Women have borne the brunt of the recession, according to the Fawcett Society, a female-specialist representative organisation.
Although the government has pushed an idea that the UK is coming out of recession, critics have shown that only those who already have the most are really benefitting.
The most recent pay figures released last week show people are getting poorer quickly, with wages actually going down by 0.2% over the last year even as inflation sits stubbornly at nearly 2%.
It is women who are suffering most, according to the Fawcett Society.
In a wide-ranging survey the organisation found that, since the downturn started in 2008:
- 826,000 more women have moved into low paid and insecure work;
- 789,000 more women are underemployed (working fewer hours than they want), a doubling of the pre-recession number;
- 371,000 more women have registered as self-employed, which on average pays less than minimum wage according to UnemployedNet analysis;
The result of this is a huge worsening of conditions, with half of low-paid women saying they feel worse off than they did in 2008, one-in-ten turning to payday loan companies and one-in-twelve being forced to foodbanks to feed themselves and their families.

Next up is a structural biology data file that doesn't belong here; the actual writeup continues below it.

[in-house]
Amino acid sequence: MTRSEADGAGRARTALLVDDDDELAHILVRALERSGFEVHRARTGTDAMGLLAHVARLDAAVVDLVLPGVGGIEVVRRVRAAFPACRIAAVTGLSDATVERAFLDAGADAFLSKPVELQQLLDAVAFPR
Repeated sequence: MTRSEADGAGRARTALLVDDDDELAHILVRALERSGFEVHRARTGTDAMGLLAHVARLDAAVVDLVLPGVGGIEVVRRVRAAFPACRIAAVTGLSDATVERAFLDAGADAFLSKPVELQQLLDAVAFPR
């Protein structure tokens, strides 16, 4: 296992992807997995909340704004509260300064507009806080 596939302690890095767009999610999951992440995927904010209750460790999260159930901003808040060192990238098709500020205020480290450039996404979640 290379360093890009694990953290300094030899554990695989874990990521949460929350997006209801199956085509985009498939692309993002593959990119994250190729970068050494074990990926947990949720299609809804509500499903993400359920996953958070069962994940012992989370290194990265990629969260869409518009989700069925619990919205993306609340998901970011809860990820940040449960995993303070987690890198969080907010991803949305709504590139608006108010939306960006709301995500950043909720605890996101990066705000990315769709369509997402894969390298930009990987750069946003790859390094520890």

Dr Eva Neitzert, Deputy CEO at the Fawcett Society, believes this shows the recession has never gone away for many of the UK's poorest:
“The evidence is clear: after five years of decline, the UK economy is back on the upswing. Employment is up, unemployment is down and GDP is improving. However, as our research shows, low paid women are being firmly shut out of the recovery.
“The numbers of women in low paid, insecure work are still alarmingly high. Since the crisis in 2008 we have seen a nearly two-fold increase in the numbers of women working in insecure, part-time and temporary jobs where they would prefer to be in secure, full-time roles. In addition, 371,000 more women have moved into self-employment – a form of work which is typically very low paid and where women earn an average of 40 per cent less than men. We have also seen a sharp rise in the numbers of women on controversial zero hours contracts - 1 in 8 low paid women now describe themselves as being on a zero hours contract, the majority through necessity rather than choice. Overall, since 2008 almost a million extra women have moved into types of work that are typically low paid and insecure."